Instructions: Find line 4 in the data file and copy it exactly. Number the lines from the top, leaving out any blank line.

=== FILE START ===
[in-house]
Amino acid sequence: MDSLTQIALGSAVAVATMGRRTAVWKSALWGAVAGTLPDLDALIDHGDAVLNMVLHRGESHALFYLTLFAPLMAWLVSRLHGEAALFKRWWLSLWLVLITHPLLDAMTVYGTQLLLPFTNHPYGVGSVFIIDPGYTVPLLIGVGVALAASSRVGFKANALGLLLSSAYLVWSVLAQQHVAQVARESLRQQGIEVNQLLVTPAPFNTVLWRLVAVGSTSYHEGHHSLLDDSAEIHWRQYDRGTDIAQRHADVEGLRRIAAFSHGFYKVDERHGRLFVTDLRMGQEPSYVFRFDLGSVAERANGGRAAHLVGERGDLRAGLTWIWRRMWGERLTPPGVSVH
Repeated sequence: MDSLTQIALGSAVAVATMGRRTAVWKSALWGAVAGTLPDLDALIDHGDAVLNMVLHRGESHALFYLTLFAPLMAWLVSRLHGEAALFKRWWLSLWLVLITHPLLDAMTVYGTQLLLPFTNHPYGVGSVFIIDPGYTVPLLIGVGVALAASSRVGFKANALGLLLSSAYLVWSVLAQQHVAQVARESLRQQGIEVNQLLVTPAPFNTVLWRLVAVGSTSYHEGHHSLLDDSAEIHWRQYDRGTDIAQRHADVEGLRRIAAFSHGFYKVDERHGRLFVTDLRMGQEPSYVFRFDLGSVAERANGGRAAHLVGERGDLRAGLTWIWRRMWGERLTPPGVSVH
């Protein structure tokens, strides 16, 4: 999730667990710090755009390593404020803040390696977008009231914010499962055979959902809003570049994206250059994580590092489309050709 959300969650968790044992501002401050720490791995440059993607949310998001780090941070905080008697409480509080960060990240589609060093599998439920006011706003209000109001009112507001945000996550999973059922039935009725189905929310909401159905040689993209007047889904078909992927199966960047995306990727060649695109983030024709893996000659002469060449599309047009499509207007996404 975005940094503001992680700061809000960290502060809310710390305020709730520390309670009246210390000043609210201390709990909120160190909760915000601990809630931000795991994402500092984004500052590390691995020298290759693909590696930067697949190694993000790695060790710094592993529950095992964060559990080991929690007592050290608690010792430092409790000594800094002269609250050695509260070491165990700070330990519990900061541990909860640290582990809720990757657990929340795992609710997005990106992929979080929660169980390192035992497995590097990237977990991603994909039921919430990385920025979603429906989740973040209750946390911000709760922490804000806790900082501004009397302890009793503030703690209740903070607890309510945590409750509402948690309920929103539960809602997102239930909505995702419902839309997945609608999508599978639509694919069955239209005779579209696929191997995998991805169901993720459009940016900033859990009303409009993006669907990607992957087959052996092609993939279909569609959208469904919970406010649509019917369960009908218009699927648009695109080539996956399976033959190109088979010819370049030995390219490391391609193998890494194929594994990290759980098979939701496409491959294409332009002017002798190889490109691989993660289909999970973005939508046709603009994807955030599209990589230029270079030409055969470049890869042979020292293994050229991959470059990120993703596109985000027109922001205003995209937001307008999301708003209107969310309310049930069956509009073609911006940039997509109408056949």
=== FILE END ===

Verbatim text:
């Protein structure tokens, strides 16, 4: 999730667990710090755009390593404020803040390696977008009231914010499962055979959902809003570049994206250059994580590092489309050709 959300969650968790044992501002401050720490791995440059993607949310998001780090941070905080008697409480509080960060990240589609060093599998439920006011706003209000109001009112507001945000996550999973059922039935009725189905929310909401159905040689993209007047889904078909992927199966960047995306990727060649695109983030024709893996000659002469060449599309047009499509207007996404 975005940094503001992680700061809000960290502060809310710390305020709730520390309670009246210390000043609210201390709990909120160190909760915000601990809630931000795991994402500092984004500052590390691995020298290759693909590696930067697949190694993000790695060790710094592993529950095992964060559990080991929690007592050290608690010792430092409790000594800094002269609250050695509260070491165990700070330990519990900061541990909860640290582990809720990757657990929340795992609710997005990106992929979080929660169980390192035992497995590097990237977990991603994909039921919430990385920025979603429906989740973040209750946390911000709760922490804000806790900082501004009397302890009793503030703690209740903070607890309510945590409750509402948690309920929103539960809602997102239930909505995702419902839309997945609608999508599978639509694919069955239209005779579209696929191997995998991805169901993720459009940016900033859990009303409009993006669907990607992957087959052996092609993939279909569609959208469904919970406010649509019917369960009908218009699927648009695109080539996956399976033959190109088979010819370049030995390219490391391609193998890494194929594994990290759980098979939701496409491959294409332009002017002798190889490109691989993660289909999970973005939508046709603009994807955030599209990589230029270079030409055969470049890869042979020292293994050229991959470059990120993703596109985000027109922001205003995209937001307008999301708003209107969310309310049930069956509009073609911006940039997509109408056949």